People & Politics
Science in a world of rules, regulations, and war
Tattoos are more than decoration. But what do you do when the way you look no longer matches who you are?
The story behind a rare work by the father of the periodic table.
A painting bears the mark of Nazi brutality but also speaks to our capacity for kindness and bravery.
Computers have always been central to NASA’s accomplishments: they just used to be women.
The highs and lows of lab life.
How a Republican president ushered in the EPA.
How the chemical agent made the transition from wartime weapon to domestic police tool.
A discovery by Indian scientist and statesman Meghnad Saha revealed the nature of stars.
Remembering a Holocaust survivor, immigrant, and inventor.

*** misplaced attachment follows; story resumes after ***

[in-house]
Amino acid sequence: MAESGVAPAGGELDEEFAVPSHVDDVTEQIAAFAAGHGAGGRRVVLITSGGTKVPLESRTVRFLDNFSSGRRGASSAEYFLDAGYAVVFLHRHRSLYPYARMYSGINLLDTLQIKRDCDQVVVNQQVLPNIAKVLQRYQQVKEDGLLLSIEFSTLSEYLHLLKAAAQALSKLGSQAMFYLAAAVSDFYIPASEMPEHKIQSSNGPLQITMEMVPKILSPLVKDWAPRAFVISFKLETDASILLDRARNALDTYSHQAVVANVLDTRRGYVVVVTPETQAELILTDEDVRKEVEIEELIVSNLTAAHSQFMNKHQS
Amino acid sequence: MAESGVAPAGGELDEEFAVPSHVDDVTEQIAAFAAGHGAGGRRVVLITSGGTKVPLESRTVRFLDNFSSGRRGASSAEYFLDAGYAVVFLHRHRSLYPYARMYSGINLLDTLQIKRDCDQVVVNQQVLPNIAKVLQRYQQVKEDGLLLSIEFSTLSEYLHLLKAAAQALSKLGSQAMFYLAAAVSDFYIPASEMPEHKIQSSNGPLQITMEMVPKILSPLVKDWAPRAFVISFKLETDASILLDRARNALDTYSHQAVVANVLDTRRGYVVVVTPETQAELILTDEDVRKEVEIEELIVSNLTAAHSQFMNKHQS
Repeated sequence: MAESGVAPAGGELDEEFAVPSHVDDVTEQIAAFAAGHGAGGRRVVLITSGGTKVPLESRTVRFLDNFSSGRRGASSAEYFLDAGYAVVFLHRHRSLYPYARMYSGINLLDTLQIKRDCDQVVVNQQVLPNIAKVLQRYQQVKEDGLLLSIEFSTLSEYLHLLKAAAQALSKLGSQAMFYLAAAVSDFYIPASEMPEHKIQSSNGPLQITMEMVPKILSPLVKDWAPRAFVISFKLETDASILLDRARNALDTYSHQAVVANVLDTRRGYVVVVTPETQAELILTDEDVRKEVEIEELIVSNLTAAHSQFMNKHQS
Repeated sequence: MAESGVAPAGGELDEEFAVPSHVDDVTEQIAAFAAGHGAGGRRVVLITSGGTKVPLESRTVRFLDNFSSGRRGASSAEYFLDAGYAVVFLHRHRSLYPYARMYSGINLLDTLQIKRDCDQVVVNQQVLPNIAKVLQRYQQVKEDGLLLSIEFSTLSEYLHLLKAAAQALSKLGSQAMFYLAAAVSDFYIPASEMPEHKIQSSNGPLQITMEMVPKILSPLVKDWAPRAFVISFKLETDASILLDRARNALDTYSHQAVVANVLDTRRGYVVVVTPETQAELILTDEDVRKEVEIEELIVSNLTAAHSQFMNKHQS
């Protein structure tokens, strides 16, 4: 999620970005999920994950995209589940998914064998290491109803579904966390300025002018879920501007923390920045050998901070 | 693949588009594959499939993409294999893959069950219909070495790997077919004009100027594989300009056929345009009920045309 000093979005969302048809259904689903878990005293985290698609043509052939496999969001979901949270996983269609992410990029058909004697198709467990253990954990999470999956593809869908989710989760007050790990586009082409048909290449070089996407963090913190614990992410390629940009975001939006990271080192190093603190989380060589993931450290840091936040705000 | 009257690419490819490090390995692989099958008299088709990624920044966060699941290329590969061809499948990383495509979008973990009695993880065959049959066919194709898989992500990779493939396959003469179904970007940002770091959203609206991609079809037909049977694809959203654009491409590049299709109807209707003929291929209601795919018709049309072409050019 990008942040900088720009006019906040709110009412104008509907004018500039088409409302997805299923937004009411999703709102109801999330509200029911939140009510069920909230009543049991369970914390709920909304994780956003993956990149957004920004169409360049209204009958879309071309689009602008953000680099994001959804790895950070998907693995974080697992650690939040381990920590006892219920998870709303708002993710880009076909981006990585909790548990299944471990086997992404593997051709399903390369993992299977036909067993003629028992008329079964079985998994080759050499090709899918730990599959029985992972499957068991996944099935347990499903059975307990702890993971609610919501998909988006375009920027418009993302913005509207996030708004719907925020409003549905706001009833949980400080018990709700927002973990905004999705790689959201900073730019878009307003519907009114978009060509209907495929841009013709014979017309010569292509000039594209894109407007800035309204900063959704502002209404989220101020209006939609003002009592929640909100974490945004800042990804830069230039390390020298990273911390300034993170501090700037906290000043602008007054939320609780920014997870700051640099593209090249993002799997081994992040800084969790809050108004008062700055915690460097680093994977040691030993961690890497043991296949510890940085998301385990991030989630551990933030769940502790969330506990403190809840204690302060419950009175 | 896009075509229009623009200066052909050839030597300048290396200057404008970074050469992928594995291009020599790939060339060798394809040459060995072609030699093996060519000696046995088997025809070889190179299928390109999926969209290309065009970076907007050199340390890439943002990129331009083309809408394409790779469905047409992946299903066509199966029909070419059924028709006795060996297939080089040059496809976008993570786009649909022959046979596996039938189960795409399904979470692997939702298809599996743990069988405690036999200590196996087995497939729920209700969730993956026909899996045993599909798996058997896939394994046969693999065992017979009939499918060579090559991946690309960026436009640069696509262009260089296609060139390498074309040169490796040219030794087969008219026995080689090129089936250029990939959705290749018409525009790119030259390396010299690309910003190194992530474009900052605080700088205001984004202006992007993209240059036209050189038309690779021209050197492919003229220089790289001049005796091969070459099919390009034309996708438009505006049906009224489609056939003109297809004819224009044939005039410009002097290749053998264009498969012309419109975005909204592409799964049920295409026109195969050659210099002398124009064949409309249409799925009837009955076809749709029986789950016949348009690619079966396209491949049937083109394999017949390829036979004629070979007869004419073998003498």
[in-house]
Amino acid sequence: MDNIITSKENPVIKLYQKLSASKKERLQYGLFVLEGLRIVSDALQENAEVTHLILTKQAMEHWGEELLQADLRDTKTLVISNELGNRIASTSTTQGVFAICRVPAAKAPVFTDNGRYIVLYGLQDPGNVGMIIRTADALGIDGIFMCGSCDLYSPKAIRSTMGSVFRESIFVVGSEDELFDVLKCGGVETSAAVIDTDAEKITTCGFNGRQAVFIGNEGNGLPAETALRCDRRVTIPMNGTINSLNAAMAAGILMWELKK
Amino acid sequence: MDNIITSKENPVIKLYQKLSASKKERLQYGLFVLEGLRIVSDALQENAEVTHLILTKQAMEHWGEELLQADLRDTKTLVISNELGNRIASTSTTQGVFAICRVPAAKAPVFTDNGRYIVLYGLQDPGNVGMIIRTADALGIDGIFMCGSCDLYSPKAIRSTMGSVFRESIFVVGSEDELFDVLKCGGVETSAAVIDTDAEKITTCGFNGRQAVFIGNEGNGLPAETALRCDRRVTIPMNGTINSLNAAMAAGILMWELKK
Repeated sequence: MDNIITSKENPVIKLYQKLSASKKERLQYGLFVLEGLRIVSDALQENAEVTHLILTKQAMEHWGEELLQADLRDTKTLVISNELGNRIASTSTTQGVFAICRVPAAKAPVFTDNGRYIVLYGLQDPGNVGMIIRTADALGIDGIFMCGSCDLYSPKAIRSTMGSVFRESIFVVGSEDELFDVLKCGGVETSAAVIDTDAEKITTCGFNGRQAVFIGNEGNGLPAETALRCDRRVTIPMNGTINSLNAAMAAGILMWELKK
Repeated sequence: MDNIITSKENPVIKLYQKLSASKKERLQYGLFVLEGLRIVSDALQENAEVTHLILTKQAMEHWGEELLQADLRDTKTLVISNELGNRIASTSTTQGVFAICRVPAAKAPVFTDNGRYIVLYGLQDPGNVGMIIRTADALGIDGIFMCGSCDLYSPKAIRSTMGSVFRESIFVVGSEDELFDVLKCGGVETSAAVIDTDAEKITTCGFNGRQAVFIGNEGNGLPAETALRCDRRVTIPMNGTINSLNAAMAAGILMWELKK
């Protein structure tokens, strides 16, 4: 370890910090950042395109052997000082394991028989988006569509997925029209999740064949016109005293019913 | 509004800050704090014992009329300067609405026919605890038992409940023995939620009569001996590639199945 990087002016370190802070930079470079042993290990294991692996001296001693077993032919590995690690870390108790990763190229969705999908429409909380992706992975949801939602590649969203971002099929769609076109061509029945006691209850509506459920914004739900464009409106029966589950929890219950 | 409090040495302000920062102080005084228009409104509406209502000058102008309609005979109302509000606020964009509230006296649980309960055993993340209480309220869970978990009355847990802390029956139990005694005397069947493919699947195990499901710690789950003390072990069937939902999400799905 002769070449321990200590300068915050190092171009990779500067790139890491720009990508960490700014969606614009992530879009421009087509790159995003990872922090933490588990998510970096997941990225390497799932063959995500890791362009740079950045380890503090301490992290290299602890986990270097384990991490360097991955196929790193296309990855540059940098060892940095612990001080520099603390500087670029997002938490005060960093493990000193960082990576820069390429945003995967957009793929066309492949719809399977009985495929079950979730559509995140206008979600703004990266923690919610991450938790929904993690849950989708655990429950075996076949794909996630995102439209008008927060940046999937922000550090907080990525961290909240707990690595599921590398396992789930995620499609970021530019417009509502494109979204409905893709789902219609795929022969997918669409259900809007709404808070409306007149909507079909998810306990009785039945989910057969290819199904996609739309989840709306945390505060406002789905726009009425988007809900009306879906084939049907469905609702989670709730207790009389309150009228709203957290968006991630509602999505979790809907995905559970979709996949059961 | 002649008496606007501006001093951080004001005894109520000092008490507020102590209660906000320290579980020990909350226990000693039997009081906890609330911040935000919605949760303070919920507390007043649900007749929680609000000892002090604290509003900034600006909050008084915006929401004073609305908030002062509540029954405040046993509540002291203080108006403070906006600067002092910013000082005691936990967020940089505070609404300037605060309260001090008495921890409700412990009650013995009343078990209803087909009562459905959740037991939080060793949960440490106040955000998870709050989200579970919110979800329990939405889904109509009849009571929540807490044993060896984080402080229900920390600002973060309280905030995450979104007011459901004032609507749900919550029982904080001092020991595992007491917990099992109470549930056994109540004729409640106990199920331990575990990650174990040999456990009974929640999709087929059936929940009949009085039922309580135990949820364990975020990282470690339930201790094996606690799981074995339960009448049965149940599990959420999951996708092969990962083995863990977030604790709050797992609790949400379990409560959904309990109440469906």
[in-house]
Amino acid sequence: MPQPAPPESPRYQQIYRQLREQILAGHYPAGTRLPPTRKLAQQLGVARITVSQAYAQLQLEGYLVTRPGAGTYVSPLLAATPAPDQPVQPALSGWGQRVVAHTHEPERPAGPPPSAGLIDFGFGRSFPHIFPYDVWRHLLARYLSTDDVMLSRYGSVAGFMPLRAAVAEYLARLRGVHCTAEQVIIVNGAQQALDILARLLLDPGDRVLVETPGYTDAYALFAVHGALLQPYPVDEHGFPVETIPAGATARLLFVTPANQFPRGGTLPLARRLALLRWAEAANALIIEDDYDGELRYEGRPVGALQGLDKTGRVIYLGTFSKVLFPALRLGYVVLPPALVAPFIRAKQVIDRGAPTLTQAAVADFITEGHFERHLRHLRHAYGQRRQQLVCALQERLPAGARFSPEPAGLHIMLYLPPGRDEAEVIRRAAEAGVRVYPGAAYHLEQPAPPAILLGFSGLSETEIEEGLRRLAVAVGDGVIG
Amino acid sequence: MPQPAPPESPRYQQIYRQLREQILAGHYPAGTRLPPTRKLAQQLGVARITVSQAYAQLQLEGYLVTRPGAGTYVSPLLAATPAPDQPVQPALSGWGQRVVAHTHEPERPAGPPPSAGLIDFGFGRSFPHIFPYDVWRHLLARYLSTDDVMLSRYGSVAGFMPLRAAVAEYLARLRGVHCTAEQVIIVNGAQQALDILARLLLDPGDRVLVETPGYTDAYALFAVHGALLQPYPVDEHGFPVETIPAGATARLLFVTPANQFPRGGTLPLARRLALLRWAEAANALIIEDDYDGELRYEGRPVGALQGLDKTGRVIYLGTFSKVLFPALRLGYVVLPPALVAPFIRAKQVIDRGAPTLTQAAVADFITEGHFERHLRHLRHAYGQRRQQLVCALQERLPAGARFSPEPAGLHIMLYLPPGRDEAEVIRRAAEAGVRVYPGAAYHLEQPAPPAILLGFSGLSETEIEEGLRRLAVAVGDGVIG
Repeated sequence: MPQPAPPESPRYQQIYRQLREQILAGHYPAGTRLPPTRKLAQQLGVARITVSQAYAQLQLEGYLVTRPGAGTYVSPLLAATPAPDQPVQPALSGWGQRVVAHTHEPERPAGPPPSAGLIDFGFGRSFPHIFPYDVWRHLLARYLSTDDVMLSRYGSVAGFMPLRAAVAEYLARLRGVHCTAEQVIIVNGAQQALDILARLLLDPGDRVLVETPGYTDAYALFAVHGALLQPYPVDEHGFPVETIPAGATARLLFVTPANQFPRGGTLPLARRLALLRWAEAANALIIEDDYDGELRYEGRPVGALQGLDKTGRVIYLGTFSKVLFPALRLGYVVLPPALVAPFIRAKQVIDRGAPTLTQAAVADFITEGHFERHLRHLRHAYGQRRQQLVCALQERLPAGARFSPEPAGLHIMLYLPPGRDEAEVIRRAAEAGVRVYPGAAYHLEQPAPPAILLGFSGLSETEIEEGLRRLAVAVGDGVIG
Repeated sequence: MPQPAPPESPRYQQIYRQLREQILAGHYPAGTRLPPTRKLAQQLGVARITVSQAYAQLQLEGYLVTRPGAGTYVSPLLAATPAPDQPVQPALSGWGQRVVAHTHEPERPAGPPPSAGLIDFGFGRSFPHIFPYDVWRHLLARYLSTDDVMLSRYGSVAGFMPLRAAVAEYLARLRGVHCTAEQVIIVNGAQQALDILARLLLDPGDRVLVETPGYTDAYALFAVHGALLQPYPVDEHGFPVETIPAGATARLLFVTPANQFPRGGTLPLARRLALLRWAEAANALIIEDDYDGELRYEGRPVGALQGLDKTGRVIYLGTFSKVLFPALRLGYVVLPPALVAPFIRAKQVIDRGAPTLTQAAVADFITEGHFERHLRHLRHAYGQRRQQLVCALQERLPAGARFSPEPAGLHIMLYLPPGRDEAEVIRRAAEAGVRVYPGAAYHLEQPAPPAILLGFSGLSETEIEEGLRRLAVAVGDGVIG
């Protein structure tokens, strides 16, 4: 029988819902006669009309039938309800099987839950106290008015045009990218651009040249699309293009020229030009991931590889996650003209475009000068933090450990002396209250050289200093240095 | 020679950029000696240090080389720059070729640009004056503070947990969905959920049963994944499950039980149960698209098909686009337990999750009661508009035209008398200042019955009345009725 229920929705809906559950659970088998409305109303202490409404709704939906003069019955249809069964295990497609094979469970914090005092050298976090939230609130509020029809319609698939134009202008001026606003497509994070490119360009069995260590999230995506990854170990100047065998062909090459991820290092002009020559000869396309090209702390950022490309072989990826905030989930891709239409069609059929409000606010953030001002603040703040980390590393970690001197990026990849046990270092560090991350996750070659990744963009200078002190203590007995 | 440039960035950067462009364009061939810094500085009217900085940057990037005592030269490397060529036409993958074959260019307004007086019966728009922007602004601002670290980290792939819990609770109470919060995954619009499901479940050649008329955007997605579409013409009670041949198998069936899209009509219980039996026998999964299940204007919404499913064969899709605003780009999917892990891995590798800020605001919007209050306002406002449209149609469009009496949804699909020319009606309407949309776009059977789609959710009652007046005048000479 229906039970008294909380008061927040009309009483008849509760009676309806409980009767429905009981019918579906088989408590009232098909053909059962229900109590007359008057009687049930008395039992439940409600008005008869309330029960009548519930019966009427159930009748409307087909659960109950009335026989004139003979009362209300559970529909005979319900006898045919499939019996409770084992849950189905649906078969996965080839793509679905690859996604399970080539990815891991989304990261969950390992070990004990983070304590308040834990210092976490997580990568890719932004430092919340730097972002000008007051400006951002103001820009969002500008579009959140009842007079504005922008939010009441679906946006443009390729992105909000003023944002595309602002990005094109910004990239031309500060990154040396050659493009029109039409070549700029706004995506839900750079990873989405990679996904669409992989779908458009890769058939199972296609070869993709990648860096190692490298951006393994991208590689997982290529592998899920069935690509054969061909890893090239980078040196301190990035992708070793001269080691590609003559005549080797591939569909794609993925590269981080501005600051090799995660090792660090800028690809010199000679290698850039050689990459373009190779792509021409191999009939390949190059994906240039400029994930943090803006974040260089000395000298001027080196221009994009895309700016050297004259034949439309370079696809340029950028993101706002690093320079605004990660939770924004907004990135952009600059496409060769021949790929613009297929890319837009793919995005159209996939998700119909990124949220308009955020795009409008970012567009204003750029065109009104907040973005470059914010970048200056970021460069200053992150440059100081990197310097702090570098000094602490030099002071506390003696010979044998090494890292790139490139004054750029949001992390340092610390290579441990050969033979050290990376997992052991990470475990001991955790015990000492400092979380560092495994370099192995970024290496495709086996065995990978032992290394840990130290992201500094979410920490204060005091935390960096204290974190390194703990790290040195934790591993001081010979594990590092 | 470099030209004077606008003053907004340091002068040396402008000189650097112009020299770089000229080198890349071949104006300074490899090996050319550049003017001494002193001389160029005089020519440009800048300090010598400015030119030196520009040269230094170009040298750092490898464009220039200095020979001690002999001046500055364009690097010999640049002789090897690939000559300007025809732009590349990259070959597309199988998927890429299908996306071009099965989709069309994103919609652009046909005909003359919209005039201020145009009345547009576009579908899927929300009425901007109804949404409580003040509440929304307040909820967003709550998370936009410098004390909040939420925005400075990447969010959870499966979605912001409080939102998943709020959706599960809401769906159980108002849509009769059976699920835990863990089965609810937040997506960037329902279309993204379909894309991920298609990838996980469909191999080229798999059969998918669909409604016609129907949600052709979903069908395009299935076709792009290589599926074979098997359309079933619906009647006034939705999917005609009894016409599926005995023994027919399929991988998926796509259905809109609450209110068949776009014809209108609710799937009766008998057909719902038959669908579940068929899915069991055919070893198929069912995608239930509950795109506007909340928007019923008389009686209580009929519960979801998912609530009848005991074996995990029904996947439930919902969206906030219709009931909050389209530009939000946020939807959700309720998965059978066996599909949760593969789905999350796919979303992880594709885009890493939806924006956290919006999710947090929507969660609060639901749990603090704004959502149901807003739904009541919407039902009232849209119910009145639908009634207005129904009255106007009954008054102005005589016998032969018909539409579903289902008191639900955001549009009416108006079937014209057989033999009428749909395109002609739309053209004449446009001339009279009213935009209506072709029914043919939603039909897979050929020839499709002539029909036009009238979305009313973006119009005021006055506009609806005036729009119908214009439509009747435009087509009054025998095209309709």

Filippo Marinetti thought he could change Italian society through its collective belly.
Ernest Lawrence championed the idea of science done collectively. But he failed to champion his own scientists during the Red Scare.
Smallpox, polio, and the political and scientific haggling behind two medical triumphs.
Before these men became successful chemists they were World War II meteorologists.
Is there any truth in truth serums?
Inventor Charles Babbage drew inspiration from an unusual source for his analytical engine.
The forgotten life of the scoundrel who created modern concrete.
For more than 2,000 years human ingenuity has turned natural and synthetic poisons into weapons of war.
In 1916 the United States sent its first official observer to the trenches of Europe, where he found a new kind of warfare.